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7 December 2020 0 Comments
Posted in Case Studies, Personal Injury

Claim settled for former Bank of England employee who died from mesothelioma

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Lizzie Petersen was employed by the Bank of England as a banking clerk at their premises on Castle Street, Liverpool between 1957 and 1964. She was only a young woman at the time. Sadly, decades later Lizzie became poorly and was given the tragic news that she had developed mesothelioma due to asbestos exposure.

Lizzie had never worked with asbestos in her life. She thought back to her time at the Bank of England when extensive building and renovation works were undertaken at the premises on Castle Street. The works were carried out by various firms and included work in the basement of the premises, where the bank’s vaults were situated. The Bank asked banking clerks, including Lizzie, to sit in the basement to supervise whilst the workmen carried out renovation works for fear that they would steal gold bullion from the vaults.

Tradesmen knocked down walls, removed pipework and pulled down walls and ceiling tiles then installed new. Lizzie recalled being covered from head to toe in dust whilst supervising the works. The clerks were even given ‘dirty money’ to pay for dry cleaning and laundering of their clothes due to the extent of the dust. Whilst the clerks were provided with masks to wear, these were very lightweight and did not prevent the inhalation of dust.

Following her diagnosis, Lizzie approached our specialist asbestos diseases team and we visited Lizzie at her home and talk through her memories of her working life. Understandably, whilst Lizzie had a good recollection of her time at the Bank and how dusty it was, she did not know if asbestos materials had been disturbed thereby exposing her to the toxic dust.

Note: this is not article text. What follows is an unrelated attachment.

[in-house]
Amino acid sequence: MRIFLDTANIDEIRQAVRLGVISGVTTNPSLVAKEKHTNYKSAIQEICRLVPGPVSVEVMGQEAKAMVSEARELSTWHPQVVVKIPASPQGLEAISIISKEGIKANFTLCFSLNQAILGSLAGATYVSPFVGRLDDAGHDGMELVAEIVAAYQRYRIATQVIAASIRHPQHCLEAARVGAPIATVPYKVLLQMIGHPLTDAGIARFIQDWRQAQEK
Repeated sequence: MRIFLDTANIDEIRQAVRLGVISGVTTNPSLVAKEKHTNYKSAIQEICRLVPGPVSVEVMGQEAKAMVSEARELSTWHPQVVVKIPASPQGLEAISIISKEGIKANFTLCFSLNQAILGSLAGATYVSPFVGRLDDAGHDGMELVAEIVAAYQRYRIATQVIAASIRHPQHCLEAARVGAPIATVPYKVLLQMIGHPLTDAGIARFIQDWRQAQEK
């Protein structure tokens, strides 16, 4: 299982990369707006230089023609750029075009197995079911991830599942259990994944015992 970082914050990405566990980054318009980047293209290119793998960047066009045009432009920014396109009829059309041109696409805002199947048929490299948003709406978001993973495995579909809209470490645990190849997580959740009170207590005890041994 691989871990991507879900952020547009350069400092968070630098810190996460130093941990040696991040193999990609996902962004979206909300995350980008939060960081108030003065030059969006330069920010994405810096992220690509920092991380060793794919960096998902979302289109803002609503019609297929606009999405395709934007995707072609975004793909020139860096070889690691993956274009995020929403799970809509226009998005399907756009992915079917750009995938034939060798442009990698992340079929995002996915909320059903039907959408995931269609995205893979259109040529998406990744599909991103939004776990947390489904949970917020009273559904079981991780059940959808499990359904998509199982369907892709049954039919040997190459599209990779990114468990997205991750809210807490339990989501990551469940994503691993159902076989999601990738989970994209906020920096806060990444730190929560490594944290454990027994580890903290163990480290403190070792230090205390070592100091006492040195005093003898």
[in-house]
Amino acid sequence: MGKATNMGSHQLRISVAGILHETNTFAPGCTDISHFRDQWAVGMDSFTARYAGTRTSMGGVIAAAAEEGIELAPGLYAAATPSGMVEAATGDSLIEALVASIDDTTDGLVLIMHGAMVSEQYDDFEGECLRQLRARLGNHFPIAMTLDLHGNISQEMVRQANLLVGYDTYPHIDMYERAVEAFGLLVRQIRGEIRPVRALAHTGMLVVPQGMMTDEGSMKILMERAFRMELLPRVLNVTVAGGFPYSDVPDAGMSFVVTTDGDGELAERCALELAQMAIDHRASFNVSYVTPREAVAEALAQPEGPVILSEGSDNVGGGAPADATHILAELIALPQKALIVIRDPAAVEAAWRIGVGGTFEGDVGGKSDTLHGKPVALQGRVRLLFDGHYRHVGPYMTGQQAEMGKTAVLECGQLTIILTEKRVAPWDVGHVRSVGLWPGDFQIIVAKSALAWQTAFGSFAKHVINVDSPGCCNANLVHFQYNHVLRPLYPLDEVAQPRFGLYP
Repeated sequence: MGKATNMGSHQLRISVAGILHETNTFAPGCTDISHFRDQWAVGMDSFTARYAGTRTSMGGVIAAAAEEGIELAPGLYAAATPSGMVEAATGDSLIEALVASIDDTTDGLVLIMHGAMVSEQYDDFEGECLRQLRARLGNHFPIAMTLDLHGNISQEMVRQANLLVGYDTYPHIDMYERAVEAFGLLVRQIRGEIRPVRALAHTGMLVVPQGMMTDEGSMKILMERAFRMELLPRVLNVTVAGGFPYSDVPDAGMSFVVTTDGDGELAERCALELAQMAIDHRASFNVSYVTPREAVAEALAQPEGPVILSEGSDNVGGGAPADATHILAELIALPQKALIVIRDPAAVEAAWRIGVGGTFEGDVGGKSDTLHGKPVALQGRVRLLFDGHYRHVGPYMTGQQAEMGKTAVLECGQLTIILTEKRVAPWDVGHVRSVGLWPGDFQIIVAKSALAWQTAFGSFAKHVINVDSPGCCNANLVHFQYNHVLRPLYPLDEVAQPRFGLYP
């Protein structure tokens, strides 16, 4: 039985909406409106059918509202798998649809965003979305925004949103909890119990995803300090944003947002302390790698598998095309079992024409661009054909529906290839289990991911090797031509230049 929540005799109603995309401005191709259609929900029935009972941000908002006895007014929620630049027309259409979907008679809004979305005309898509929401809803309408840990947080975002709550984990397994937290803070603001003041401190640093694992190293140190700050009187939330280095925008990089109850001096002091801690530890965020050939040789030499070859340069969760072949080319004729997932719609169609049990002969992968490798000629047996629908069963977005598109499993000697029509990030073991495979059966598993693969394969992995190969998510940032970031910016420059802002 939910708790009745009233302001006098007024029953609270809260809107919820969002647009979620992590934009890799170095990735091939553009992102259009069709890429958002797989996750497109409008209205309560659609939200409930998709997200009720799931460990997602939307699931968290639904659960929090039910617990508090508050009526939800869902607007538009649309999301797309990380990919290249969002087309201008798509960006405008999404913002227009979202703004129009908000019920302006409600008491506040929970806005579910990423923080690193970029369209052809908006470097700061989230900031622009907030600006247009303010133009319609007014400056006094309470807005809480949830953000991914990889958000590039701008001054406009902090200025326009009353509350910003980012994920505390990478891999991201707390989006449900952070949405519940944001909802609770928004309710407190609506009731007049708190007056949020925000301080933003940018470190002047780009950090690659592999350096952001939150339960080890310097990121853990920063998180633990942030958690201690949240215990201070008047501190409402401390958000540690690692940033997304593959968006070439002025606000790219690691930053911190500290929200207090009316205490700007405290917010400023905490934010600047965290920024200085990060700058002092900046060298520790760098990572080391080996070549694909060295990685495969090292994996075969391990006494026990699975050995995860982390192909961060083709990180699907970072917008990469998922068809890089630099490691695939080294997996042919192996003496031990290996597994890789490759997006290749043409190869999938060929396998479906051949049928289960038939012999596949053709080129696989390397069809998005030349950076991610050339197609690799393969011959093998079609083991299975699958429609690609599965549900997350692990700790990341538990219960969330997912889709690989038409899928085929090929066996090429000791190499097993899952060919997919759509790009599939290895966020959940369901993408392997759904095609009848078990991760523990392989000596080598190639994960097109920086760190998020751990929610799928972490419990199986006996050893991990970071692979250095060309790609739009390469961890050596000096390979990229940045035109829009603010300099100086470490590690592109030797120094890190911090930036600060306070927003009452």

Lizzie was able to provide some contact details for colleagues she had worked with, some of whom were able to provide witness statements in support of Lizzie’s claim but they too could not confirm the presence of asbestos.

A letter of claim was sent to the Bank of England but liability was denied and no disclosure was provided to show whether or not asbestos was removed at the time. Our team carried out extensive research and investigations into the works at the Bank of England’s Castle Street premises. Witness appeals were launched in newspapers and significant online enquiries made.

Folders of potentially relevant documents were located online and based at the Bank of England’s archives in London. We made numerous visits to the archive and trawled through 1000s of pages of historic documents which led to the discovery of papers showing the extent of the works undertaken and describing the dirty and dusty conditions. These contemporaneous documents held clues which turned out to be crucial evidence, in particular references to names of men involved in the works and the companies that were contracted by the Bank to undertake the building and renovation.

Further searches were undertaken for witnesses and another witness appeal was done which led to a man coming forward who worked as an apprentice plumber and pipe fitter for a company called Young Austen Young at the time and who was involved on the job at the Liverpool based branch. He confirmed that he was involved in removing pipework from the basement of the bank which was covered in asbestos lagging which disintegrated as the task was done, meaning all those in the vicinity were liable to be exposed to asbestos.

The evidence was collated and disclosed to the solicitors acting for the Bank of England but liability was still not admitted. Court proceedings had to be commenced and expert engineering evidence obtained before the Bank’s insurers were prepared to negotiate settlement. The claim then concluded out of court for a substantial sum.

Sadly, Lizzie passed away before her claim could be concluded, but her husband continued the matter for her realising it was important to prove that this was where Lizzie was exposed to asbestos which tragically led to her premature death.

Lizzie’s husband said:

My wife died because she, in her youth, was exposed to asbestos where she worked. Royds Withy King worked for over three years to produce evidence of her employer’s responsibility. They succeeded in obtaining a substantial compensation. I am very impressed by the effort which was put into the necessary research.

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